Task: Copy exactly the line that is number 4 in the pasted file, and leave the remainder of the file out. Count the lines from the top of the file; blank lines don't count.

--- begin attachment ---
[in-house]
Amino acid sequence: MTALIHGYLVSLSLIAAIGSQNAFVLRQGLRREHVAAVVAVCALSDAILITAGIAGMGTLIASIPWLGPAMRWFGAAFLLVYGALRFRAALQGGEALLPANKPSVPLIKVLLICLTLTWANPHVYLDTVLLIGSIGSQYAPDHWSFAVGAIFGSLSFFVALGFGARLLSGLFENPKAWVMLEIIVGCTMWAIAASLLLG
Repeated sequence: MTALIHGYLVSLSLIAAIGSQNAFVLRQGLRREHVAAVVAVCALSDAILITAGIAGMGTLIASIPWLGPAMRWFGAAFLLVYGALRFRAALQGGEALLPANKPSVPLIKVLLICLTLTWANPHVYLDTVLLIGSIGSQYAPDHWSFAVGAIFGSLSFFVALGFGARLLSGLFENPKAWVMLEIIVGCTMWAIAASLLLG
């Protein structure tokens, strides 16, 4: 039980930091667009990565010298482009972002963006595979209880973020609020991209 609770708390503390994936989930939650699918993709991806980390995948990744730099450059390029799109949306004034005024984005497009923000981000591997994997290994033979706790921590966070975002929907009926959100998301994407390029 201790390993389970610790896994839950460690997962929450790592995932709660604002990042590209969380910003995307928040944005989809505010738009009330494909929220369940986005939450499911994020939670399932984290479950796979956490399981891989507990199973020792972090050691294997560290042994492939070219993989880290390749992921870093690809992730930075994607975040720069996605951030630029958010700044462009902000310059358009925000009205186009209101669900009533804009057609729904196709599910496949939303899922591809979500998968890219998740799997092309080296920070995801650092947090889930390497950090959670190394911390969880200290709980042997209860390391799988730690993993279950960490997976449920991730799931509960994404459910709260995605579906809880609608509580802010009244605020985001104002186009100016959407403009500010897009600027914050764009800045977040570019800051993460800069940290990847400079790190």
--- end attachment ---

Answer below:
């Protein structure tokens, strides 16, 4: 039980930091667009990565010298482009972002963006595979209880973020609020991209 609770708390503390994936989930939650699918993709991806980390995948990744730099450059390029799109949306004034005024984005497009923000981000591997994997290994033979706790921590966070975002929907009926959100998301994407390029 201790390993389970610790896994839950460690997962929450790592995932709660604002990042590209969380910003995307928040944005989809505010738009009330494909929220369940986005939450499911994020939670399932984290479950796979956490399981891989507990199973020792972090050691294997560290042994492939070219993989880290390749992921870093690809992730930075994607975040720069996605951030630029958010700044462009902000310059358009925000009205186009209101669900009533804009057609729904196709599910496949939303899922591809979500998968890219998740799997092309080296920070995801650092947090889930390497950090959670190394911390969880200290709980042997209860390391799988730690993993279950960490997976449920991730799931509960994404459910709260995605579906809880609608509580802010009244605020985001104002186009100016959407403009500010897009600027914050764009800045977040570019800051993460800069940290990847400079790190």